As locals of Southwest Florida feel they are enjoying a season of less traffic, emptier restaurants and quieter beaches, some may be surprised to hear that there has been a more than 5% uptick in tourists so far this year compared to last, with an 8% increase in visitors in May of this year compared to May 2021.
At Monday’s meeting, the Collier County Tourist Development Council discussed how the post-pandemic tourism numbers are starting to trend and how to approach marketing strategies in a time of inflation impacting the entire country.
In May alone, the county brought in $242 million in revenue from hotels and vacation rentals, an almost 12% increase compared to May 2021. Collier County has brought in $1.5 billion altogether in lodging revenue so far this year, a more than 20% increase from this time last year.
Although numbers are looking hopeful for the tourism industry, increasing prices of essentials could soon take its toll on hotel numbers.
According to a survey done by Downs & St. Germain Research, 80% of hotels in the area foresee their property reservations having a decrease in the next three months compared to last year. Along with inflation, this could also be largely in part because Florida had fewer COVID-19 restrictions compared to its states such as California and New York which are now fully open for visitors.
“The state as a whole had this wonderful year [last year], but it’s probably unsustainable due to the fact that the competition is a lot different and there are a lot more options,” said Joseph St. Germain, president of Downs & St. Germain. “So that will be interesting to see as we move forward.”
However, the summer season is known to be a complex time for Southwest Florida tourism, so only time may tell how families will handle inflation with wanting to travel.
“All families need to deeply dig in their heart and walls to figure out that this is still the only time that the kids are out of school, so this is not as linear as we’d love to think it would be and that’s to our advantage,” Collier County TDC Executive Director Paul Beirnes said. “I think that the passion and drive of summer visitation is still there.”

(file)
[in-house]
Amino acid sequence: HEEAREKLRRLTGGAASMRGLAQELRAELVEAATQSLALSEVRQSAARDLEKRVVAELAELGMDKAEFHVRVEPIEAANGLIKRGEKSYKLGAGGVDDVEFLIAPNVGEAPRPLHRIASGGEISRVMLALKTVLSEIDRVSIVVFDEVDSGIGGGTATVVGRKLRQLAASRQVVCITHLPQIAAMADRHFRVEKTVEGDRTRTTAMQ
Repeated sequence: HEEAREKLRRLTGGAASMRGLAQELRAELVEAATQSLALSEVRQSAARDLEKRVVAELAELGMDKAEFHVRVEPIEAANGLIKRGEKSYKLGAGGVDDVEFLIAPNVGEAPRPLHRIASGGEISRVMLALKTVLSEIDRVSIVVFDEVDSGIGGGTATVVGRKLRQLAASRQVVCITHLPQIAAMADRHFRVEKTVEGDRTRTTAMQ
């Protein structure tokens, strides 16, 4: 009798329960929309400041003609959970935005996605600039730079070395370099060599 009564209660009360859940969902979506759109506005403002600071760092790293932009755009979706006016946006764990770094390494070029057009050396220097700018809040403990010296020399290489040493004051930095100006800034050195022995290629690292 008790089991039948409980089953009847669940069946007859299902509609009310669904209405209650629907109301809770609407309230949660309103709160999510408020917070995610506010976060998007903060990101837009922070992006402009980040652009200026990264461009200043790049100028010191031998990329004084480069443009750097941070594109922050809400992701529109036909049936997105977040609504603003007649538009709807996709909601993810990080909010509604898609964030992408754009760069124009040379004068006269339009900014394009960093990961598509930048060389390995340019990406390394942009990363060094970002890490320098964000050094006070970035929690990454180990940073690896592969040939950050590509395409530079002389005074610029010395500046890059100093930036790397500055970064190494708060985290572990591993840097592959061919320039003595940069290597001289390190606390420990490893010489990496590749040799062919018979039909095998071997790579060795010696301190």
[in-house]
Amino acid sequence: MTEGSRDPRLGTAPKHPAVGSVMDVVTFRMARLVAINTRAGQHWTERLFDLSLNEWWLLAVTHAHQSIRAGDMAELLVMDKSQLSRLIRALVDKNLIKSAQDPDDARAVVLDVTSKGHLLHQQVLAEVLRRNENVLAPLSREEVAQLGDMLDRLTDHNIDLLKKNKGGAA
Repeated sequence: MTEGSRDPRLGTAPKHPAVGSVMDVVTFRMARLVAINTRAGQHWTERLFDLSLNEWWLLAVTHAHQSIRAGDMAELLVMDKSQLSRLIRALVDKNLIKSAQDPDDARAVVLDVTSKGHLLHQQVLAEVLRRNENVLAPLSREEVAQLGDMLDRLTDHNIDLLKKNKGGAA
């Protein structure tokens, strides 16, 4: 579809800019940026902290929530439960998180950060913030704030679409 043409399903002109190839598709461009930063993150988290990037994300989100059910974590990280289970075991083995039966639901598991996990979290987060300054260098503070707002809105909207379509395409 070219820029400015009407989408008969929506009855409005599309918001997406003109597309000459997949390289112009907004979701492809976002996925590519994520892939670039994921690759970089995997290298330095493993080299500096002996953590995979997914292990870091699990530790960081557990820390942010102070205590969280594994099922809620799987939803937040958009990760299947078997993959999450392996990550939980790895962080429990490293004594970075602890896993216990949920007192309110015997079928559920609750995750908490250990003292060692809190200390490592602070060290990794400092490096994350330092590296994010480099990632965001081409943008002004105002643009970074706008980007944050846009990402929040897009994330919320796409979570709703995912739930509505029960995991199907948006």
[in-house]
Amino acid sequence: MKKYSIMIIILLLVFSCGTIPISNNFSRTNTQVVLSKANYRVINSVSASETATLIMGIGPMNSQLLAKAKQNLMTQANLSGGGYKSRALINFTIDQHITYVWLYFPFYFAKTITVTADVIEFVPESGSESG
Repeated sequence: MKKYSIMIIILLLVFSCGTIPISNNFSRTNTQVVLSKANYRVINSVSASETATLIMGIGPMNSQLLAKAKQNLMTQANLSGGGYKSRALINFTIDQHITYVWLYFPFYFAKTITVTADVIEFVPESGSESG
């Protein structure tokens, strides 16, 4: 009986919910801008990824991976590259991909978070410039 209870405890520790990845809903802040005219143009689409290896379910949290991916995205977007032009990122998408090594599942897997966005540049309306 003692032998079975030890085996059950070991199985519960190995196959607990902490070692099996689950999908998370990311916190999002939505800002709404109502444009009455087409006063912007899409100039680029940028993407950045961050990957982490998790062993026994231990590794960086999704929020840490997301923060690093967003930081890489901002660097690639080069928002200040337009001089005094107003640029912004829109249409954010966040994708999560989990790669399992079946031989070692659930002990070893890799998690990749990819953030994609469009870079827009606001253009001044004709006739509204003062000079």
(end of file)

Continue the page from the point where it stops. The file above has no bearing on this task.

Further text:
As the amount of out-of-state visitors to the area increases, so does the pressure to draw people in particularly to Collier County. Forty percent of visitors last month were considering other destinations before choosing the Naples, Marco Island and Everglades City area.
“Last year we had so many visitors from Florida and they have a better sense of the geography and where you want to go,” St. Germain said. “As you get folks from the Midwest and Northeast and, particularly, internationally where the geography won’t be as strong in their minds, I do think we’ll see people considering other destinations which is going to mean that advertising is vital.”
Tapping into the Florida-based visitors that came to visit Southwest Florida in the midst of the pandemic for the first time may be the solution to ensure that Collier County stays on the radar for people looking to travel again.
“Fortunately, in the last two years during COVID we were able to be really successful with Florida residents, so this has allowed us to introduce our destination to a lot of people,” Beirnes said. “Turn back in time to a year ago, a lot of the visitors that were Florida residents were first-time visitors to us. So now, we’re trying to reengage with them and pull them back.”